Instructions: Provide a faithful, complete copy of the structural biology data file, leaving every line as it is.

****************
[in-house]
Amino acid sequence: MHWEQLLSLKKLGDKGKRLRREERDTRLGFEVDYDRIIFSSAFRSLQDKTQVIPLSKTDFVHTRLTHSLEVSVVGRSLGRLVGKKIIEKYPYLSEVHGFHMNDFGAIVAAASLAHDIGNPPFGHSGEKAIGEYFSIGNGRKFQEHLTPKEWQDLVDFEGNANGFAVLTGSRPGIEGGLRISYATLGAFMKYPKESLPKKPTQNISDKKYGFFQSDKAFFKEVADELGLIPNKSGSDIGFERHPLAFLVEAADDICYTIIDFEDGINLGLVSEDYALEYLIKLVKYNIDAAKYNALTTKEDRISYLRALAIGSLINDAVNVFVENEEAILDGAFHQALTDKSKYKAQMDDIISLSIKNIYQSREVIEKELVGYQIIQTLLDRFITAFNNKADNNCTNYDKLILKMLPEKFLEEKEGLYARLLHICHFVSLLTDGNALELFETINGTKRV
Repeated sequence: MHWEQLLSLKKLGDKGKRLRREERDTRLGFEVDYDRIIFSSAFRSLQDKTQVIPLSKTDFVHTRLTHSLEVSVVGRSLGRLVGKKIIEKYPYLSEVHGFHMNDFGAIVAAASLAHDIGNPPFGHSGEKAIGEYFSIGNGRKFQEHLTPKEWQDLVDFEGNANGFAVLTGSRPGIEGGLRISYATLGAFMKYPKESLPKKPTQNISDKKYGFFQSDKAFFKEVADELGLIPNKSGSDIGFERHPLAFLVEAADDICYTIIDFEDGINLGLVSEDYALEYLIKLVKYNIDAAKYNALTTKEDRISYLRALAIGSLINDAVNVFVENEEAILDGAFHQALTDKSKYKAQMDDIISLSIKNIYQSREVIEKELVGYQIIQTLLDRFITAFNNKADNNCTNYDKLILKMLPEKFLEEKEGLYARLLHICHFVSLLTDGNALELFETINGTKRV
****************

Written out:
[in-house]
Amino acid sequence: MHWEQLLSLKKLGDKGKRLRREERDTRLGFEVDYDRIIFSSAFRSLQDKTQVIPLSKTDFVHTRLTHSLEVSVVGRSLGRLVGKKIIEKYPYLSEVHGFHMNDFGAIVAAASLAHDIGNPPFGHSGEKAIGEYFSIGNGRKFQEHLTPKEWQDLVDFEGNANGFAVLTGSRPGIEGGLRISYATLGAFMKYPKESLPKKPTQNISDKKYGFFQSDKAFFKEVADELGLIPNKSGSDIGFERHPLAFLVEAADDICYTIIDFEDGINLGLVSEDYALEYLIKLVKYNIDAAKYNALTTKEDRISYLRALAIGSLINDAVNVFVENEEAILDGAFHQALTDKSKYKAQMDDIISLSIKNIYQSREVIEKELVGYQIIQTLLDRFITAFNNKADNNCTNYDKLILKMLPEKFLEEKEGLYARLLHICHFVSLLTDGNALELFETINGTKRV
Repeated sequence: MHWEQLLSLKKLGDKGKRLRREERDTRLGFEVDYDRIIFSSAFRSLQDKTQVIPLSKTDFVHTRLTHSLEVSVVGRSLGRLVGKKIIEKYPYLSEVHGFHMNDFGAIVAAASLAHDIGNPPFGHSGEKAIGEYFSIGNGRKFQEHLTPKEWQDLVDFEGNANGFAVLTGSRPGIEGGLRISYATLGAFMKYPKESLPKKPTQNISDKKYGFFQSDKAFFKEVADELGLIPNKSGSDIGFERHPLAFLVEAADDICYTIIDFEDGINLGLVSEDYALEYLIKLVKYNIDAAKYNALTTKEDRISYLRALAIGSLINDAVNVFVENEEAILDGAFHQALTDKSKYKAQMDDIISLSIKNIYQSREVIEKELVGYQIIQTLLDRFITAFNNKADNNCTNYDKLILKMLPEKFLEEKEGLYARLLHICHFVSLLTDGNALELFETINGTKRV